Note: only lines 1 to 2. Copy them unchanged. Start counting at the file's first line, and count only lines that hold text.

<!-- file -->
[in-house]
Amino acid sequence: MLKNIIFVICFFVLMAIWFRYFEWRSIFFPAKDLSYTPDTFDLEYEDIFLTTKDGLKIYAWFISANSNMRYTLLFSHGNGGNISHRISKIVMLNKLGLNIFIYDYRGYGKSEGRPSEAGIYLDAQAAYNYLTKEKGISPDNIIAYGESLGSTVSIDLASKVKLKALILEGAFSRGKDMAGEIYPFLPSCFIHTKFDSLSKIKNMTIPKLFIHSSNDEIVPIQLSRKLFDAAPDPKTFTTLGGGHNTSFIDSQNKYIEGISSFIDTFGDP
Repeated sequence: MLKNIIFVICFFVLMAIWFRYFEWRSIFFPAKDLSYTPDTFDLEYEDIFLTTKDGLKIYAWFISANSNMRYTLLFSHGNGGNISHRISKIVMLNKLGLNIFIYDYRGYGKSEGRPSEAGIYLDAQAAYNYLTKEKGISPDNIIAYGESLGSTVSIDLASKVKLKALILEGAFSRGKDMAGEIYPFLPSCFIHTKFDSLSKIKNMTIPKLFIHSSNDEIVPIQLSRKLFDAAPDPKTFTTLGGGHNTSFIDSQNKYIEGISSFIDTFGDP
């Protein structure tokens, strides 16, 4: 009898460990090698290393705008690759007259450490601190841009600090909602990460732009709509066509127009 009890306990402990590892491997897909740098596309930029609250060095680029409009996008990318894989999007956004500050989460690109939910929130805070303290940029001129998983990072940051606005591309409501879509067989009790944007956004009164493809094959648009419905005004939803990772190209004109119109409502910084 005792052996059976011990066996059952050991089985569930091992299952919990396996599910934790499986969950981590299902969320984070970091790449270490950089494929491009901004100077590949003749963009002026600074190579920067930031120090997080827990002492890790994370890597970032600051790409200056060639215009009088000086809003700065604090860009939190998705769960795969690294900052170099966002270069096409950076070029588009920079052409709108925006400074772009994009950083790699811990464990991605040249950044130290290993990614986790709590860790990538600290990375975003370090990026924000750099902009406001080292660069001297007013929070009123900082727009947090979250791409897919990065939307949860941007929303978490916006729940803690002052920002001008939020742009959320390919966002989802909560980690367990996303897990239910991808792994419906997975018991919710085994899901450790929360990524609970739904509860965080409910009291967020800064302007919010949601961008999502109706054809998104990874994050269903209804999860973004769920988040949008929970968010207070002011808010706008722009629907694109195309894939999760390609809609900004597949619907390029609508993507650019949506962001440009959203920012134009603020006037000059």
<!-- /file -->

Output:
[in-house]
Amino acid sequence: MLKNIIFVICFFVLMAIWFRYFEWRSIFFPAKDLSYTPDTFDLEYEDIFLTTKDGLKIYAWFISANSNMRYTLLFSHGNGGNISHRISKIVMLNKLGLNIFIYDYRGYGKSEGRPSEAGIYLDAQAAYNYLTKEKGISPDNIIAYGESLGSTVSIDLASKVKLKALILEGAFSRGKDMAGEIYPFLPSCFIHTKFDSLSKIKNMTIPKLFIHSSNDEIVPIQLSRKLFDAAPDPKTFTTLGGGHNTSFIDSQNKYIEGISSFIDTFGDP